STEAM: Bringing the Arts to STEM – Part 2

We’re joined by Don Marinelli, Dianna Stavros (@imaginationHA), Bob Yost, and Anthony Pezzelle (@impulsivejedi) to discuss the connection between the Arts and STEM. Listen in to hear our guests talk about STEAM connecting different content areas, keeping the excitement flowing in your classroom, and being a more inclusive approach to education.

Part 2 of 2

 

STEAM: Bringing the Arts to STEM – Part 1

We’re joined by Don Marinelli, Dianna Stavros (@imaginationHA), Bob Yost, and Anthony Pezzelle (@impulsivejedi) to discuss the connection between the Arts and STEM. Listen in to hear our guests talk about STEAM connecting different content areas, keeping the excitement flowing in your classroom, and being a more inclusive approach to education.

Part 1 of 2

The Holographic Quality Of STEAM

dmarinelliGuest Post by Don Marinelli, Ph.D, Co-founder of Carnegie Mellon University’s Entertainment Technology Center

Have you ever equated “STEAM” with a “hologram”? It takes a creative thinker like Dr Marinelli to paint this [3D] picture!

A hologram is a photographic recording of a light field, created with a laser rather than a lens, and is used to display a fully three-dimensional image of the holographed subject.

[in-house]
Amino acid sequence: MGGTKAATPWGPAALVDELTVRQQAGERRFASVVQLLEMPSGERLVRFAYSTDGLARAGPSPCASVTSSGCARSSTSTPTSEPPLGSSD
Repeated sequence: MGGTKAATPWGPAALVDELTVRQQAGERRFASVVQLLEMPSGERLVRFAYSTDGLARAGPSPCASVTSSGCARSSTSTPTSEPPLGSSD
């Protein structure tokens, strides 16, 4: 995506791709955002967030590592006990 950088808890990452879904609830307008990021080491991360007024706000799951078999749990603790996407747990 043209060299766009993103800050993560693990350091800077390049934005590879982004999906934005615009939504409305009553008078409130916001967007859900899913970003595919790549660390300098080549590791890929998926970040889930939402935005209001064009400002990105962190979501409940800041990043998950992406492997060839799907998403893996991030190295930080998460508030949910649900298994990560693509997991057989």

In a holograph, the image is captured and contained within every piece of the holographic plate. If you cut a hologram into a hundred parts, you might think that each individual part will show a separate area of the image, but that’s not the case. With holograms, each of the smaller parts still contains a reflection of the complete, whole, 3-dimensional image.

That’s precisely the case with STEAM education. Each distinctive element of STEAM contains all the other elements. Think about your favorite animated movie, say, FROZEN. That movie, a marvel of animation, a beautiful example of bringing imaginary characters to life and endowing them with human attributes, is impossible to create without science, technology, engineering, and math, all in the service of the intrinsic “art” of the movie.

The science involves anatomy, light, timing, color, physiognomy; the math is manifest in proportion, object relationships, depth perception, cause-and-effect, and other fundamental Newtonian laws. The technology exists in the form of the computers, cameras and lighting used to make and store the movie digits or cells, while the engineering is the projection, audio, 3D and 4D systems, and the actual cinema space where we watch the movie.

We cannot divorce any one of these elements from the experiential whole without detrimental effect.

And yet, we do so in education. Every day. How strange.

STEAM is all around us. A building that is functional and yet impresses us by its design is the result of STEAM. Math is the engineering foundation for the building’s tensile strength, weight bearing stresses, and ability to withstand forces of nature. The building houses myriad technologies both digital (Internet, sensors, monitors), as well as analog (plumbing, conduits, electrical). And, it all comes together as an architectural marvel, an artistic sculpture in the cityscape.